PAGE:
Why are African American women 1.5 to 2.2 times more likely than white women to die from breast cancer, despite their lower incidence of the disease? Is it solely because they have less access to medical care? Maybe not, according to a new analysis that will appear in an upcoming issue of the International Journal of Surgery. In a paper now available online, researchers propose that the excess mortality occurs partly because black women are more likely than white women to develop breast cancer before menopause, when surgery to remove the tumor may pose a higher risk of stimulating cancer growth.
The researchers, led by Michael Retsky, PhD in the Vascular Biology Program at Children's Hospital Boston, note that African American women are diagnosed with breast cancer at an average age of 46, versus 57 for white women, and that their excess mortality first appeared in the mid-1970s, just when mammography for early detection was introduced. Early breast cancer detection leads to earlier surgical removals, which may actually spur relapse in some premenopausal cancer patients, the researchers say.
"Looking at what's happening in African American women provides a research opportunity to learn how to better screen for and treat premenopausal breast cancer overall," says Retsky. "There's much to learn that might translate into improved outcomes for all premenopausal women."
The analysis extends an earlier analysis published in 2005, which suggested that undergoing surgery before menopause may actually encourage early metastasis and relapse. That paper analyzed data from 1,173 women in Italy who had breast cancer surgery, and found that, among those with lymph node-positive cancer, 20 percent of premenopausal women relapsed within 10 months after surgery -- double the relapse rate in women diagnosed after menopause. The researchers suggested that these early relapses help explain the "mammography paradox" -- the puzzling observation that mammography screening in women aged 40 to 49 has significantly less benefit than in women aged 50 to 59.
The 2005 paper sparked a flurry of correspondence that led to the new analysis. One letter noted a commonly held belief in the African American community that "exposing a cancer to air" will cause it to spread, an idea often dismissed as superstition. Another letter, from Nigerian physician Isaac Gukas, MD, PhD, observed that over 70 percent of the breast cancer patients he saw in Africa were under age 45, and that they had a poor survival rate, often rapidly deteriorating after surgery. According to Gukas, it is common in Africa for women to seek alternative care before eventually presenting to a physician with locally advanced disease, for fear that treatment will "provoke" the cancer.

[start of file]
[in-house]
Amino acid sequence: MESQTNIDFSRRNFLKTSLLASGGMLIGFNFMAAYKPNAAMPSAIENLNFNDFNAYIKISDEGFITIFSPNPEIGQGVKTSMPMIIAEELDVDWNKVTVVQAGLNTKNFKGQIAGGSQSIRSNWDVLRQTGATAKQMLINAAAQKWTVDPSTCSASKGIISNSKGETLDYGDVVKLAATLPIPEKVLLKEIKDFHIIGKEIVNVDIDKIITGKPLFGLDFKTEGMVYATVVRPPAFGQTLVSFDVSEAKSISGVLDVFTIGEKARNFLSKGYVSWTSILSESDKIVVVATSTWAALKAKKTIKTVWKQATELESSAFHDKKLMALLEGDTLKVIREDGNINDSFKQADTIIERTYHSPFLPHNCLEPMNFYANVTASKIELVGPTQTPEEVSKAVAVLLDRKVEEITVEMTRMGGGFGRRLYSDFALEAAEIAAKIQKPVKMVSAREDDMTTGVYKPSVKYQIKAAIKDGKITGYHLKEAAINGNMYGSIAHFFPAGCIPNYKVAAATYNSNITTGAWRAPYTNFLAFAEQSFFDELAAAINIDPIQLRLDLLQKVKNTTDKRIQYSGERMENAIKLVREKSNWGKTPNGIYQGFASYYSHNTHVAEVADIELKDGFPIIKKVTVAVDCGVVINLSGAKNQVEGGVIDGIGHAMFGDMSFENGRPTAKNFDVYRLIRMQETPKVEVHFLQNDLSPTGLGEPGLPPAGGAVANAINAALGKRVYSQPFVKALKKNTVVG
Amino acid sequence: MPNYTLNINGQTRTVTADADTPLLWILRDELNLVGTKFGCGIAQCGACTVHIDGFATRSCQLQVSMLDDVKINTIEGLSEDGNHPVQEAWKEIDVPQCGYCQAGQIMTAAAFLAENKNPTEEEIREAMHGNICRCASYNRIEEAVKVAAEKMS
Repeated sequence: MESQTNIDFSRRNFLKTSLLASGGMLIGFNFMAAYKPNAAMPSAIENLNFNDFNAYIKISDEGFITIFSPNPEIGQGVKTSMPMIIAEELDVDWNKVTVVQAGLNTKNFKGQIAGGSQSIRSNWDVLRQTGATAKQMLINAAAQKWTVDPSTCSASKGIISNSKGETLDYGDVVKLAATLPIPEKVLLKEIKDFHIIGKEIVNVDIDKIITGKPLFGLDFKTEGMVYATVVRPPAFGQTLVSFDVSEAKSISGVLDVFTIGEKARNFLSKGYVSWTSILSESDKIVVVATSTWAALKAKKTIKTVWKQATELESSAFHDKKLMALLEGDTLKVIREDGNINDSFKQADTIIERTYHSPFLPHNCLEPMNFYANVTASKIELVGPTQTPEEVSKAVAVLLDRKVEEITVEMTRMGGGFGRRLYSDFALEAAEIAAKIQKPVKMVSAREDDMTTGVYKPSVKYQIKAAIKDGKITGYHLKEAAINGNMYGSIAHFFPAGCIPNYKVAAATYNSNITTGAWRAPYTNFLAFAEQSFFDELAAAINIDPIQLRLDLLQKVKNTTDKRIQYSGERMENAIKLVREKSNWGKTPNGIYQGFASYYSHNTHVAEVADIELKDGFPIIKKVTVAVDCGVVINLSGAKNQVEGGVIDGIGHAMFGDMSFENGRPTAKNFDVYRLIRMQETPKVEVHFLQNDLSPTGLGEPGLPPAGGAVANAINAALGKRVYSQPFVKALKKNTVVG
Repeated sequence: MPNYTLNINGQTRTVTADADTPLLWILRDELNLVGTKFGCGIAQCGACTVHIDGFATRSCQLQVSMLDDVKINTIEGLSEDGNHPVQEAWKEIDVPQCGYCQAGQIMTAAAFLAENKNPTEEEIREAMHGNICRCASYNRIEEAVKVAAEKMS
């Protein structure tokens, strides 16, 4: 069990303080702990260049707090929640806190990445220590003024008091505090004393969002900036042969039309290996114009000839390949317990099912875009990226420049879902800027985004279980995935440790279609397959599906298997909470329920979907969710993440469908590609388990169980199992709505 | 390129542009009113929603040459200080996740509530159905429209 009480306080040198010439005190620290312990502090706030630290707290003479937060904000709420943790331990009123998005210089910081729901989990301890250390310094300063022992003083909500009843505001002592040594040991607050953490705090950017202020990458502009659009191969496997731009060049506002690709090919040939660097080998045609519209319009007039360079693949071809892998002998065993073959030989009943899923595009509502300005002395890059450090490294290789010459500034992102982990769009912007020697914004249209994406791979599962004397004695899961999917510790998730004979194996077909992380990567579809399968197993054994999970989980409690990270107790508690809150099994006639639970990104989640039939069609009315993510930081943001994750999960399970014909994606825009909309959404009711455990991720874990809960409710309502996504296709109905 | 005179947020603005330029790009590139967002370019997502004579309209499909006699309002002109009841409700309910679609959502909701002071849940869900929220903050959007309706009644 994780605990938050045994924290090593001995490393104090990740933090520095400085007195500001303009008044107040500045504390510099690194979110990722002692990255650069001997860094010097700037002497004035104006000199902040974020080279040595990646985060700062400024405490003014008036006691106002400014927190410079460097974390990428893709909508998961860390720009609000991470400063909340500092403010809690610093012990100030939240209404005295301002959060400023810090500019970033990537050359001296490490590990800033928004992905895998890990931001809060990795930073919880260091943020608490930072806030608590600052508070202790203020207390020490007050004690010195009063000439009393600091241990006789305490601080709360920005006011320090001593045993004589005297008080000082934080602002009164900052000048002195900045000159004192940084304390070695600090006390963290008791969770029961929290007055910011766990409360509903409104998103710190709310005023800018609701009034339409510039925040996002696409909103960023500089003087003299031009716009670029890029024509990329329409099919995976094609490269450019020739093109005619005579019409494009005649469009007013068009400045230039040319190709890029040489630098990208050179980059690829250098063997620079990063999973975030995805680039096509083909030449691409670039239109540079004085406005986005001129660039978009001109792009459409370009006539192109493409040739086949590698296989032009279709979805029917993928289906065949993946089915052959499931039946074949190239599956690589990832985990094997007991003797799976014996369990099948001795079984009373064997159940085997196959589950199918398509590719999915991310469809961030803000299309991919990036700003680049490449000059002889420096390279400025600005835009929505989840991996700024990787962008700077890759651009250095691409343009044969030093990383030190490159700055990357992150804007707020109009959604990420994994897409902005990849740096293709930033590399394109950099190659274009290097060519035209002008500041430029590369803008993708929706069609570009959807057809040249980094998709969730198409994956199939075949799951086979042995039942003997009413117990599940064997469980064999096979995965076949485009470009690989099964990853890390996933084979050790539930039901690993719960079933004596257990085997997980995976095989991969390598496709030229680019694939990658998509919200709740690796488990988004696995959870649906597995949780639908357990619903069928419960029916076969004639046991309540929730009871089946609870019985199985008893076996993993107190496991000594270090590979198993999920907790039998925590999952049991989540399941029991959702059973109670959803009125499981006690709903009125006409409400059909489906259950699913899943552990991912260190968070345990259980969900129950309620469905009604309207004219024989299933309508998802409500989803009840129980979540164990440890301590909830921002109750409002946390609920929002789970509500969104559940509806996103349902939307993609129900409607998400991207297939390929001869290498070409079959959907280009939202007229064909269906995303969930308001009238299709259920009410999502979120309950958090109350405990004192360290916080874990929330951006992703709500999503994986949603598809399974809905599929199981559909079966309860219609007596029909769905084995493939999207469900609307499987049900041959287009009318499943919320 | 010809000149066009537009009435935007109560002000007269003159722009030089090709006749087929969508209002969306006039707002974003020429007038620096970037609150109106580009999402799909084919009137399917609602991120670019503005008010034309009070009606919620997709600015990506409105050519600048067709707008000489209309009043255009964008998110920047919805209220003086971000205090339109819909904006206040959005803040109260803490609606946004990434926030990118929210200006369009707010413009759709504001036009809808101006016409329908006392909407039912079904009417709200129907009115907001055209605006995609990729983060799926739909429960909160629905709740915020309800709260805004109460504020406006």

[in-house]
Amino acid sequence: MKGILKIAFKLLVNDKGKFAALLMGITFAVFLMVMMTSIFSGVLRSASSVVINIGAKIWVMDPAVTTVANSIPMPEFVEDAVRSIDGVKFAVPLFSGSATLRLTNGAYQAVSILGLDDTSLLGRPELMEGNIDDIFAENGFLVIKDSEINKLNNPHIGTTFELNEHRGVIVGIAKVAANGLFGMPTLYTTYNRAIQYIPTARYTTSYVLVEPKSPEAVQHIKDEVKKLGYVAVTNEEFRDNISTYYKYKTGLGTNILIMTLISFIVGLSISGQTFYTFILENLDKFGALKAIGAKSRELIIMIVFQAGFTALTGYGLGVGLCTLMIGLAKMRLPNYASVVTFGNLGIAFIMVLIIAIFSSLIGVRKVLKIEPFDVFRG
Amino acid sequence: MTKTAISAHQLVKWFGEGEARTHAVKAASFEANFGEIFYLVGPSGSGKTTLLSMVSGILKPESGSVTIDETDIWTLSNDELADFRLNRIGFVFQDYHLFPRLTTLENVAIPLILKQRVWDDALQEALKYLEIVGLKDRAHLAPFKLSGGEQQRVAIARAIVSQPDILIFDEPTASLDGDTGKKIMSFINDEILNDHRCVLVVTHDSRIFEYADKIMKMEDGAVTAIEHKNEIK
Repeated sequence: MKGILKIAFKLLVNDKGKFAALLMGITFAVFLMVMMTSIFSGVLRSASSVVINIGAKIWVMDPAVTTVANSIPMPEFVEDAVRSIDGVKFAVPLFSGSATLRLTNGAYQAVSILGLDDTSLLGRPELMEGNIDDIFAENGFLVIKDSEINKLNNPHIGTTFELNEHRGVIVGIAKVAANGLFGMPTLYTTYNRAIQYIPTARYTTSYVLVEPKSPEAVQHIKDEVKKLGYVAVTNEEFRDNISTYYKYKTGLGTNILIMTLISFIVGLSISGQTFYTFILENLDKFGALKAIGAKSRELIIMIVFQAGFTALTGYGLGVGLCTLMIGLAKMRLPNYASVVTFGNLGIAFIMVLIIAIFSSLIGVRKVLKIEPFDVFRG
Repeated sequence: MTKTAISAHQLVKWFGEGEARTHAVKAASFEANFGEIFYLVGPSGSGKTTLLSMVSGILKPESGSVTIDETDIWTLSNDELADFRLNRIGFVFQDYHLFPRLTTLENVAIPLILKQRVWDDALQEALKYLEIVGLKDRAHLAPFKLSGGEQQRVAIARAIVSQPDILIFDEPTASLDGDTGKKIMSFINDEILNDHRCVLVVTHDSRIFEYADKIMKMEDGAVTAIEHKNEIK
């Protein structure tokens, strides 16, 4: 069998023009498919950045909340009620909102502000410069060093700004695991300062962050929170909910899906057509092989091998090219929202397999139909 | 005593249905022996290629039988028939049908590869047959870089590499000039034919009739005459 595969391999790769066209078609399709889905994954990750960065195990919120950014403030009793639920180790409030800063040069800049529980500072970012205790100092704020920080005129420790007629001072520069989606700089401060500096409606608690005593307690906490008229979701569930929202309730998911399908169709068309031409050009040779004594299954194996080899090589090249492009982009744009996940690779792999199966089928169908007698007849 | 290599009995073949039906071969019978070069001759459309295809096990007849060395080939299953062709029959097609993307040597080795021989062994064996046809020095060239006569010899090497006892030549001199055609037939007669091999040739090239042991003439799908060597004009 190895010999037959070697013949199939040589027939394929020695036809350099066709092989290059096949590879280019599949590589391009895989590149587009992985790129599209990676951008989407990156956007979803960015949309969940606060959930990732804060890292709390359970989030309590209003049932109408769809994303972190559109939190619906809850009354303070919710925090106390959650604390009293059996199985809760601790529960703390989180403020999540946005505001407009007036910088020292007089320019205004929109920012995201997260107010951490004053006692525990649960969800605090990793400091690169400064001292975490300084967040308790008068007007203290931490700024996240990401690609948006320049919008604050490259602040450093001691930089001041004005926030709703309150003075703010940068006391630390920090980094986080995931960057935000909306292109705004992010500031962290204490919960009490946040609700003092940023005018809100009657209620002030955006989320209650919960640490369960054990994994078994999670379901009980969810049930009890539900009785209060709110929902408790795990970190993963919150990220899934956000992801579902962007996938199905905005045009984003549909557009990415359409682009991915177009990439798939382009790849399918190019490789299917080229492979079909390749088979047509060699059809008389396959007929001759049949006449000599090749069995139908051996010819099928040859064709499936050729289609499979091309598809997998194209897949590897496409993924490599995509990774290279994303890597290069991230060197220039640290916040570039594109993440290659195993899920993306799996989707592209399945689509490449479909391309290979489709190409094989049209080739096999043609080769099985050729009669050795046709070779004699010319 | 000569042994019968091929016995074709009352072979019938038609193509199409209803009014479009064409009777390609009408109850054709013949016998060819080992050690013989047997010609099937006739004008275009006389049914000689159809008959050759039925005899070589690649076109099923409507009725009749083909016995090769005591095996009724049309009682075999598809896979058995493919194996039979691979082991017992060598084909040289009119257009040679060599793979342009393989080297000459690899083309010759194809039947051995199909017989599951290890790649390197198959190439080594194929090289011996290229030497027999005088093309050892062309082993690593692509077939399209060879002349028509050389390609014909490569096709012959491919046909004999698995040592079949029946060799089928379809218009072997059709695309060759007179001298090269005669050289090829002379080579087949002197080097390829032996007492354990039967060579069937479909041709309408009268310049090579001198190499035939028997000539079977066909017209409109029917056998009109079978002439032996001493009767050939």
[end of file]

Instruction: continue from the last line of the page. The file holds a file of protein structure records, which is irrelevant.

"These letters were compelling and impossible to ignore," says Retsky. "There may be some scientific basis for these folk sayings. We were unaware there was a racial difference in age of breast cancer diagnosis, and it has led us in a major new research direction." Gukas, now at the University of East Anglia (Norwich, UK), is a co-author on the current paper.
Although the researchers did not directly study the biological mechanisms of cancer relapse, they suggest that in women diagnosed before menopause, surgery is more likely to stimulate angiogenesis -- growth of new blood vessels -- which in turn spurs the growth of tiny, dormant metastases. They cite a large body of laboratory and animal data showing that primary tumors secrete angiogenesis inhibitors, and that surgical removal eliminates this inhibition and spurs the release of angiogenesis promoters in a wound-healing response. They also cite data showing hormonal differences between black and white women, which may influence angiogenesis and metastasis acceleration.
The researchers do not recommend any changes in screening or treatment protocols for breast cancer, feeling that more research is needed. They propose a number of ways to test their hypothesis:
- By comparing blood vessel growth in primary versus recurrent tumors from black and white premenopausal and postmenopausal women;
- By measuring angiogenesis inhibitors and promoters, before and after surgery, in premenopausal versus postmenopausal women and in black versus white women, and comparing these findings to cancer recurrence;
- By conducting comparative genetic studies in black and white women to determine possible differences in activity of the genes that control angiogenesis.
"We do not have enough evidence to alter treatment schedules as of now," Gukas cautions. "However, if additional studies confirm our hypothesis, we may need to give these premenopausal women appropriate chemotherapy, including angiogenesis inhibitors, before surgery to ensure the best outcome."
Other co-authors were Romano Demicheli, MD, PhD, of the Istituto Nazionale Tumori (Milan, Italy) and William Hrushesky, MD, of the University of South Carolina.
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